where TObject : IObj
    {
        var t = obj.GetType();
        var name = string.Format("{0}.{1}Validator", t.Namespace, t.Name);
        return (IValidator<TObject>) 
            Activator.CreateInstance(Type.GetType(name));
    }

}

[TestFixture]
public class ValidatorsTest
{
    [Test]
   public void TestPersonValidator()
    {
        var pValidator = Validators.GetValidator(new Person());

    }
}

the problem you met is in the following

var entities = (ObjectStateManager.GetObjectStateEntries(EntityState.Added | EntityState.Modified))
            .Select(ose => ose.Entity).OfType<IValidatable>();

foreach(var entity in entities) { var validator = validatorProvider.GetValidator(entity); var errors = validator.Validate(entity); if (errors.Count() > 0) { throw new Exception("A validation error"); } }

here when you call validatorProvider.GetValidator(entity) the entity is of type IValidator so you are calling validatorProvider.GetValidator<IValidator>(entity), however what you really wanted to do is validatorProvider.GetValidator<TEntity>(entity) you need to call generic method with reflection , dynamically specifing which method to call.

Finally to call appropriate method with reflection, you better change method declaration to GetValidator<TObject>() and do the following:

foreach(var entity in entities)
{
        var validator = validatorProvider.GetType().GetMethod("GetValidator").MakeGenericMethod(entity.GetType()).Invoke(validatorProvider, null );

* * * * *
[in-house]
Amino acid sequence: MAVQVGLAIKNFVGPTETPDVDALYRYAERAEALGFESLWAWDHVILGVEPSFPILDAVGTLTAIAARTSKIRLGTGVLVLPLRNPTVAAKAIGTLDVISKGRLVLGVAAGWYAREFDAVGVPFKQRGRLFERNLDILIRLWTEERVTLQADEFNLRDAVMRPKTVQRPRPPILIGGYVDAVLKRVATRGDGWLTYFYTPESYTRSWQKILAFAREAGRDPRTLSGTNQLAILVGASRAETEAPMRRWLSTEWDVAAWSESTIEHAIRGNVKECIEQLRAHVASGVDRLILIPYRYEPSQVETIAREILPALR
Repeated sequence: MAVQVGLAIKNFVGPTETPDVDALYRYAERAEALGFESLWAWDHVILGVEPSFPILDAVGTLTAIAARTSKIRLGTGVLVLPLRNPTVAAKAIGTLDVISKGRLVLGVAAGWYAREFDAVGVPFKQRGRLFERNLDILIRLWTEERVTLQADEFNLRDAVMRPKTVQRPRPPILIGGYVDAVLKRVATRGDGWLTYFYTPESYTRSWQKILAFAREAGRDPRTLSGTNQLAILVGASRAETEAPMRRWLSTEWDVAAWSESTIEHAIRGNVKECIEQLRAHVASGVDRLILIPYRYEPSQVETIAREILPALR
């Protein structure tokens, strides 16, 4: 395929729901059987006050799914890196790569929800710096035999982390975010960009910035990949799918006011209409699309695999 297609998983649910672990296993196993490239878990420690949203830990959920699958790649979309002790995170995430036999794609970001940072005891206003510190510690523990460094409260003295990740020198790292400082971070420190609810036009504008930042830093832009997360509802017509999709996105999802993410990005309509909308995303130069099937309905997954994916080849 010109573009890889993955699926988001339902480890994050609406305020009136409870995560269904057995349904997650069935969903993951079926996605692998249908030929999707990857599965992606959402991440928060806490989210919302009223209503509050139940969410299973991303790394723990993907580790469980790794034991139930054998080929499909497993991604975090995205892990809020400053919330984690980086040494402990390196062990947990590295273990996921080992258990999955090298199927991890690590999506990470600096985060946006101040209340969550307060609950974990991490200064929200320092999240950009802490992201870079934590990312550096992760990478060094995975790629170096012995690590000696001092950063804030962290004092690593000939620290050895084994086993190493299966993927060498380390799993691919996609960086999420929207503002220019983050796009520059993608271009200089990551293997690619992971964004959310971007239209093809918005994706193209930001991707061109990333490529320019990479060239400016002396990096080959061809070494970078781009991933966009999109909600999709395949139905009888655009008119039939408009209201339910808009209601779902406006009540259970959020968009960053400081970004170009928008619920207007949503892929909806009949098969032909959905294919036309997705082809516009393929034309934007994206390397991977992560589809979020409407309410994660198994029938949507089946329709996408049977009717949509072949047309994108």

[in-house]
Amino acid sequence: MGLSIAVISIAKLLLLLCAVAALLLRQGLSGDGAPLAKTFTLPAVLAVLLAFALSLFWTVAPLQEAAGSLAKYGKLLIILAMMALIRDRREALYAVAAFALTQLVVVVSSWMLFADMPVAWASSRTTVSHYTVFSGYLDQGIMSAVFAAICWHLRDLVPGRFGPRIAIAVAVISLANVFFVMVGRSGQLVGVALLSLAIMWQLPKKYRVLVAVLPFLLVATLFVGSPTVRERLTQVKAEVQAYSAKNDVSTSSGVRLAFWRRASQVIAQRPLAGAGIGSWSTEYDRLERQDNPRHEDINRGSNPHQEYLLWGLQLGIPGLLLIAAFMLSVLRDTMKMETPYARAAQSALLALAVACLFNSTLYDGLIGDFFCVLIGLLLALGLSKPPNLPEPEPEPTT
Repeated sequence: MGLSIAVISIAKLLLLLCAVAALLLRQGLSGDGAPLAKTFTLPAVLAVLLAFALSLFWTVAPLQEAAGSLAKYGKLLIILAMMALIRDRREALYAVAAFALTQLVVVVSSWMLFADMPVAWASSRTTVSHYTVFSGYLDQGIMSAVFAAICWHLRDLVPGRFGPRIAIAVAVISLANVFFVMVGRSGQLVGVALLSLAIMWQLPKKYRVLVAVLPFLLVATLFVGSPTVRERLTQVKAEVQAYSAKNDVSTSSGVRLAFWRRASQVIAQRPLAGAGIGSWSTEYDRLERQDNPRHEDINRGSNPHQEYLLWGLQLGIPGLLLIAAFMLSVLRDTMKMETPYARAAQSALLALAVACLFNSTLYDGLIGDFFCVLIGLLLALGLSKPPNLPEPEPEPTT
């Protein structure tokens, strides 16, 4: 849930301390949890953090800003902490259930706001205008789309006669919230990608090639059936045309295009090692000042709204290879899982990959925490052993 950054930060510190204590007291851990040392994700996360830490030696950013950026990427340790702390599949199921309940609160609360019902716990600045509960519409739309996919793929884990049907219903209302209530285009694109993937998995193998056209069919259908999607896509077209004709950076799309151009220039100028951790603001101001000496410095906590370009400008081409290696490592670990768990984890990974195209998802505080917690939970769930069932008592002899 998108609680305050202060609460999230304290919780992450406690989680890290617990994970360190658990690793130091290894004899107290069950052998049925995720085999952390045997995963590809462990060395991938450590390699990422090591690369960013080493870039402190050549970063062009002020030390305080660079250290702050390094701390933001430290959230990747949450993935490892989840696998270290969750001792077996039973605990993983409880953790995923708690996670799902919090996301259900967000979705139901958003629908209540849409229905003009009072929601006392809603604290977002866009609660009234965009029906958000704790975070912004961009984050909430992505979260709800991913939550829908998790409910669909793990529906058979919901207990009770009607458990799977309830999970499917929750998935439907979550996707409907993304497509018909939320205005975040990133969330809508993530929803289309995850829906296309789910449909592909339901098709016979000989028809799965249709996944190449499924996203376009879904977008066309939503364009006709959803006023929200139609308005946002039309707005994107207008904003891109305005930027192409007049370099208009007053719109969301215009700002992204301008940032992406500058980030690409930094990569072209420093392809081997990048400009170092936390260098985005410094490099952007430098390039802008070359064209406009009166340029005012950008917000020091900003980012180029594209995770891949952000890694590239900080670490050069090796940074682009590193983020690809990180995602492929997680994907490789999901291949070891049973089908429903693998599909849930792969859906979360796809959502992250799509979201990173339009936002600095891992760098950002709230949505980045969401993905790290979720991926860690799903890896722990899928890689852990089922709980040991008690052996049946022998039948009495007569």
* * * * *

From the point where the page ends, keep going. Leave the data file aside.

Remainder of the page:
var errors = validator.Validate(entity);
        if (errors.Count() > 0)
        {
            throw new Exception("A validation error");
        }
}

last revision:

....
foreach(var entity in entities)
{
        GetType()
              .GetMethod("ValidateObj")
              .MakeGenericMethod(entity.GetType())
              .Invoke(this, null );

}
....
....
public void ValidateObj<TEntity>(TEntity obj) where TEntity : IValidatable {
     var errors = validatorProvider.GetValidator<TEntity>().Validate(obj);
     if (errors.Count() > 0 ) throw new ValidationException(obj, errors);
}
share|improve this answer
    
@vittore. I don't think you read my question. I have done pretty much exactly that. Except when you get something out of the entity framework it is an entity object. The entity object wraps the original object and exposes it. But I have to cast to the correct type in order for the runtime to correctly infer the correct type parameter for Validator. I don't know the type at runtime. I want it to be dynamic. –  uriDium Oct 26 '10 at 7:20
    
i just realized what's going on. you call generic method in improper way. –  vittore Oct 27 '10 at 14:15
    
@uriDium i updated my answer –  vittore Oct 27 '10 at 14:22
    
@vittore, Hi. I am not sure if I understand your update. Also, is there meant to be more code in the code block. Maybe the upmarking isn't 100%. –  uriDium Oct 28 '10 at 9:18
1  
@uriDium, say you have Person class, but in foreach loop you will have it casted to IValidatable, so inside foreach loop GetValidator<IValidatable>(person is called) which returns IValidator<IValidatable> not IValidator<Person> is it clear ? –  vittore Oct 28 '10 at 23:00

Does SomeObject inherit from TObject? Even so, in Java an IValidator<SomeObject> is not an IValidator<TObject>. Your code looks like C# though, and I don't know how generics work there.

I think you should add the appropriate language tag to your post, because generics are definitely language dependent.

share|improve this answer
    
You are 100% correct this is C# not Java. I updated the tag as you suggested. –  uriDium Oct 25 '10 at 12:00

See the answers to this question for a good explanation of what is happening here.

If you change ConcreteValidator to the following, you should be ok:

public class ConcreteValidator : IValidator<SomeObject>, IValidator<IValidatable>
share|improve this answer

One line of code will solve your problem: dynamic entity = entry.Entity;

share|improve this answer